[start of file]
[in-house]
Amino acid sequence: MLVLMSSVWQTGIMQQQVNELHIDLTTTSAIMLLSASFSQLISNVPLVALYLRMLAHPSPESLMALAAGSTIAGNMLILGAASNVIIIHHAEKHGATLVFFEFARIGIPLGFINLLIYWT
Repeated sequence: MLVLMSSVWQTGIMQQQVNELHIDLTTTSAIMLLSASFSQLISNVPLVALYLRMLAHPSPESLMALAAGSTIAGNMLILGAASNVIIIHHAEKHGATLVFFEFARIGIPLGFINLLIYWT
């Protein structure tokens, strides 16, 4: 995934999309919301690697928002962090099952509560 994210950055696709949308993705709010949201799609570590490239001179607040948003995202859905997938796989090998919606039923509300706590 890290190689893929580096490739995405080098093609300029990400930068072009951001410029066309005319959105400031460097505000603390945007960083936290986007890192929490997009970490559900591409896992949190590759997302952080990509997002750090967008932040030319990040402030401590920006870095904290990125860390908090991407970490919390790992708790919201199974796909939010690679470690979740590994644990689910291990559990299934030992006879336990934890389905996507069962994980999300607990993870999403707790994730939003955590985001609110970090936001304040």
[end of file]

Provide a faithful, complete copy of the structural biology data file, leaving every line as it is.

[in-house]
Amino acid sequence: MLVLMSSVWQTGIMQQQVNELHIDLTTTSAIMLLSASFSQLISNVPLVALYLRMLAHPSPESLMALAAGSTIAGNMLILGAASNVIIIHHAEKHGATLVFFEFARIGIPLGFINLLIYWT
Repeated sequence: MLVLMSSVWQTGIMQQQVNELHIDLTTTSAIMLLSASFSQLISNVPLVALYLRMLAHPSPESLMALAAGSTIAGNMLILGAASNVIIIHHAEKHGATLVFFEFARIGIPLGFINLLIYWT
């Protein structure tokens, strides 16, 4: 995934999309919301690697928002962090099952509560 994210950055696709949308993705709010949201799609570590490239001179607040948003995202859905997938796989090998919606039923509300706590 890290190689893929580096490739995405080098093609300029990400930068072009951001410029066309005319959105400031460097505000603390945007960083936290986007890192929490997009970490559900591409896992949190590759997302952080990509997002750090967008932040030319990040402030401590920006870095904290990125860390908090991407970490919390790992708790919201199974796909939010690679470690979740590994644990689910291990559990299934030992006879336990934890389905996507069962994980999300607990993870999403707790994730939003955590985001609110970090936001304040």